Using your SSH Public Key for Verified GitHub Commits

↳ 📅 8/25/2022 ✍ guide, software, programming

Here's how to use our SSH Public Key for Verified GitHub Commits. Depending on the company you work for, this might be a required task as of 2022. Don't fret -- sing your SSH public keys to gain that green "Verified" badge on GitHub is very much possible and easy. Here's how to do it:

  1. Make sure you're using latest git (>= 2.34.0):
    1. (For Mac) which git by default on macOS will be /usr/bin/git from Xcode. We don't want to use this version.
    2. (For Mac) Install the latest git via Brew and then run brew unlink git && brew link git
    3. which git should reveal now /user/local/bin/git
  2. Set Git to use SSH for keys:
    1. Run git config --global gpg.format ssh
    2. Be warned that if you need proper GPG too, this isn't the guide for you.
  3. Set your signing key:
    1. Check for your existing SSH keys
    2. (Situational) If keys are too old or short, check this StackOverflow issue.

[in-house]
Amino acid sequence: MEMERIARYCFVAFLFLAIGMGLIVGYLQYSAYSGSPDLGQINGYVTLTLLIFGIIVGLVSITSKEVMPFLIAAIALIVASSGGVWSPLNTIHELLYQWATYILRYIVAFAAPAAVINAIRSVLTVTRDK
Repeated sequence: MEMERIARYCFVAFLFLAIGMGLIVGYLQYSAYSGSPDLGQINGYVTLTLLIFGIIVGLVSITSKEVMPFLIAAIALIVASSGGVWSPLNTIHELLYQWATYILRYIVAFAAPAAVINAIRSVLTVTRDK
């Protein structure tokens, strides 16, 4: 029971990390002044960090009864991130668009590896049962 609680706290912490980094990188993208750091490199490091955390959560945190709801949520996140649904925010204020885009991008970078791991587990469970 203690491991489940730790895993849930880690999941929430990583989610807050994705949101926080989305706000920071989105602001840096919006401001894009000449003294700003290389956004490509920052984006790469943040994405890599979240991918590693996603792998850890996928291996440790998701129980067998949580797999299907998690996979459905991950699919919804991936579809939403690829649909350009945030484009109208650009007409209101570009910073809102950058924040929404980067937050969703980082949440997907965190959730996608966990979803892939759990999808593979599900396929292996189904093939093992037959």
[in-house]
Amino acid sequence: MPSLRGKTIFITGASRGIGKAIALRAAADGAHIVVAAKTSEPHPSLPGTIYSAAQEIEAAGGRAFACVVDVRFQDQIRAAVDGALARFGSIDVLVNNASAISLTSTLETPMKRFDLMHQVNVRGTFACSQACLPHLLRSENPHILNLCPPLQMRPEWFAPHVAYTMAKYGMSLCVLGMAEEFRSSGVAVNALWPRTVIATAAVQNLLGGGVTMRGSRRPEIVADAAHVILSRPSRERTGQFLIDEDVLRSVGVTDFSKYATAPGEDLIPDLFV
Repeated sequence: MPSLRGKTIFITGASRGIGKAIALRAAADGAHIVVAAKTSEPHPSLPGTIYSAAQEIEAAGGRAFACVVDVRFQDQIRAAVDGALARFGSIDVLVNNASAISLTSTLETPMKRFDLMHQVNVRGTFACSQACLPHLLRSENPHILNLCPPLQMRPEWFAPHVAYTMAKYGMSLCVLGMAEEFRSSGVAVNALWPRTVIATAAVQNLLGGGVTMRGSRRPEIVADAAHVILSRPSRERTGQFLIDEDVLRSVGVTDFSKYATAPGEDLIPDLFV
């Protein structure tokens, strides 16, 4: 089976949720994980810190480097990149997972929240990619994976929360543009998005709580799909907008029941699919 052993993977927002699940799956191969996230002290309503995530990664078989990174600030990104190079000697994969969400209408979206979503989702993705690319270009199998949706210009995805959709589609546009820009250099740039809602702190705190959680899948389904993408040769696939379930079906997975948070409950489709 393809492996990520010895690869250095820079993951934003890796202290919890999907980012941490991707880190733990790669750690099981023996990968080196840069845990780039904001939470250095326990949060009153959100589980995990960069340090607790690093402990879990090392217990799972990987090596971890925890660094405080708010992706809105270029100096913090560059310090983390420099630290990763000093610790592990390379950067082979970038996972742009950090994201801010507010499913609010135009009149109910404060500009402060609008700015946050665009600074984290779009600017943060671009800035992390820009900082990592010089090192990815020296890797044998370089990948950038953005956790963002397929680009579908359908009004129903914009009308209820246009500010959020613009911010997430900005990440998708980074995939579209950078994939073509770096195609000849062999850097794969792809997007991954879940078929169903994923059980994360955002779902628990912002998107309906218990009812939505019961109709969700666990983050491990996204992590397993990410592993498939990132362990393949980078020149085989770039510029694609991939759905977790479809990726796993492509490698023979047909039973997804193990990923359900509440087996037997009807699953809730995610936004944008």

3. pbcopy < ~/.ssh/ or whatever your key is called. Use ed25519 if you prefer.
    4. Double check it's your public key. 👀
    5. Set global configs: git config --global user.signingkey 'PASTE-YOUR-PUBKEY-HERE'
  4. Go to GitHub Settings > Keys
    1. Make sure you add your (or equivalent) as a Signing Key, not the Authentication Key that you probably already use it for.
    2. Save, then try out a test commit to see your verified badge.
  5. Commit with the newly needed flags: `git commit -S -s -m "message-here"
    1. -S cryptographically signs
    2. -s adds "Signed-off-by"

hope it helps.
- bryan

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